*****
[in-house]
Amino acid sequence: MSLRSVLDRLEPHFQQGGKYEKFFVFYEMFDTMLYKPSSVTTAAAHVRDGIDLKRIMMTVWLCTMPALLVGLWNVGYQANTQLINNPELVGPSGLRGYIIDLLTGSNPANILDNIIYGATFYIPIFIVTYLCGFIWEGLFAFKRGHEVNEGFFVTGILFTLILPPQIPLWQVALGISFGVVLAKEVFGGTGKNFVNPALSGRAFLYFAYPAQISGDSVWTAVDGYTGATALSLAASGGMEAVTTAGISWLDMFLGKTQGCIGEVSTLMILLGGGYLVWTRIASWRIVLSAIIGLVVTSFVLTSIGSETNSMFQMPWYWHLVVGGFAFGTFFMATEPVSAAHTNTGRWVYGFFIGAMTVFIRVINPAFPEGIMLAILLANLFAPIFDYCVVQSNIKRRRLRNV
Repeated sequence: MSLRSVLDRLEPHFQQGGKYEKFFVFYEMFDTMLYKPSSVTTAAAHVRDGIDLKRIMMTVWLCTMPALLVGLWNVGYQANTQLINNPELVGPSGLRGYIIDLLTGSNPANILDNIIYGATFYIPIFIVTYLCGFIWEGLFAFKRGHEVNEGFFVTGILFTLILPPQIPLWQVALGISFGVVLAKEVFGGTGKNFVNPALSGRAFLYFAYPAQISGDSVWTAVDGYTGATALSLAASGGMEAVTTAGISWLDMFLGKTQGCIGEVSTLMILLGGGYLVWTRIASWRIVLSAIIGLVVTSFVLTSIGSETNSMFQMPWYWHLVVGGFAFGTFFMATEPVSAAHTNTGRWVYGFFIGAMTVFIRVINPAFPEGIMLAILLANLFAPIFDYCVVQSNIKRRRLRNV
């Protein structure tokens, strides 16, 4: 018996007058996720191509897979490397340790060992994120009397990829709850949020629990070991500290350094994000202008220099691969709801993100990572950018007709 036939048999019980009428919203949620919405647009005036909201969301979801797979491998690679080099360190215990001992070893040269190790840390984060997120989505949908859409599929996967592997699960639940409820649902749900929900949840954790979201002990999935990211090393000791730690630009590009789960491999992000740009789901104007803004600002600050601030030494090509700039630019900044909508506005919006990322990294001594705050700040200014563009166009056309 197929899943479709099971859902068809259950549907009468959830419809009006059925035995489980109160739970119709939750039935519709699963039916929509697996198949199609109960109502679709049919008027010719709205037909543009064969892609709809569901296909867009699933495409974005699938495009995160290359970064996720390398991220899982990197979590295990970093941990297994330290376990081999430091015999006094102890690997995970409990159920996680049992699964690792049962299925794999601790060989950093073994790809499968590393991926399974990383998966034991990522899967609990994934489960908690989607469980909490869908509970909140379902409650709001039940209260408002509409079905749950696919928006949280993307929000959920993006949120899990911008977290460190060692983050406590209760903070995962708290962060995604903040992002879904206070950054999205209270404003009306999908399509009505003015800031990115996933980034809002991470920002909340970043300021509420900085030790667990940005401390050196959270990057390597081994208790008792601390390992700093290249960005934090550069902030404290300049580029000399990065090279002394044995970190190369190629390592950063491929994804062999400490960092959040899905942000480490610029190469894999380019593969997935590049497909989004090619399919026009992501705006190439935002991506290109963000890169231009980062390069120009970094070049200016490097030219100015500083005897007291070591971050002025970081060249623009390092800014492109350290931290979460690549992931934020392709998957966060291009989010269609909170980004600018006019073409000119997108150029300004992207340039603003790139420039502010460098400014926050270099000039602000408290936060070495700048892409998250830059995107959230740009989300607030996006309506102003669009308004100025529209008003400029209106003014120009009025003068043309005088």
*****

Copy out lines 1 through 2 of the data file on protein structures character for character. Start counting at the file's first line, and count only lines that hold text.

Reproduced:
[in-house]
Amino acid sequence: MSLRSVLDRLEPHFQQGGKYEKFFVFYEMFDTMLYKPSSVTTAAAHVRDGIDLKRIMMTVWLCTMPALLVGLWNVGYQANTQLINNPELVGPSGLRGYIIDLLTGSNPANILDNIIYGATFYIPIFIVTYLCGFIWEGLFAFKRGHEVNEGFFVTGILFTLILPPQIPLWQVALGISFGVVLAKEVFGGTGKNFVNPALSGRAFLYFAYPAQISGDSVWTAVDGYTGATALSLAASGGMEAVTTAGISWLDMFLGKTQGCIGEVSTLMILLGGGYLVWTRIASWRIVLSAIIGLVVTSFVLTSIGSETNSMFQMPWYWHLVVGGFAFGTFFMATEPVSAAHTNTGRWVYGFFIGAMTVFIRVINPAFPEGIMLAILLANLFAPIFDYCVVQSNIKRRRLRNV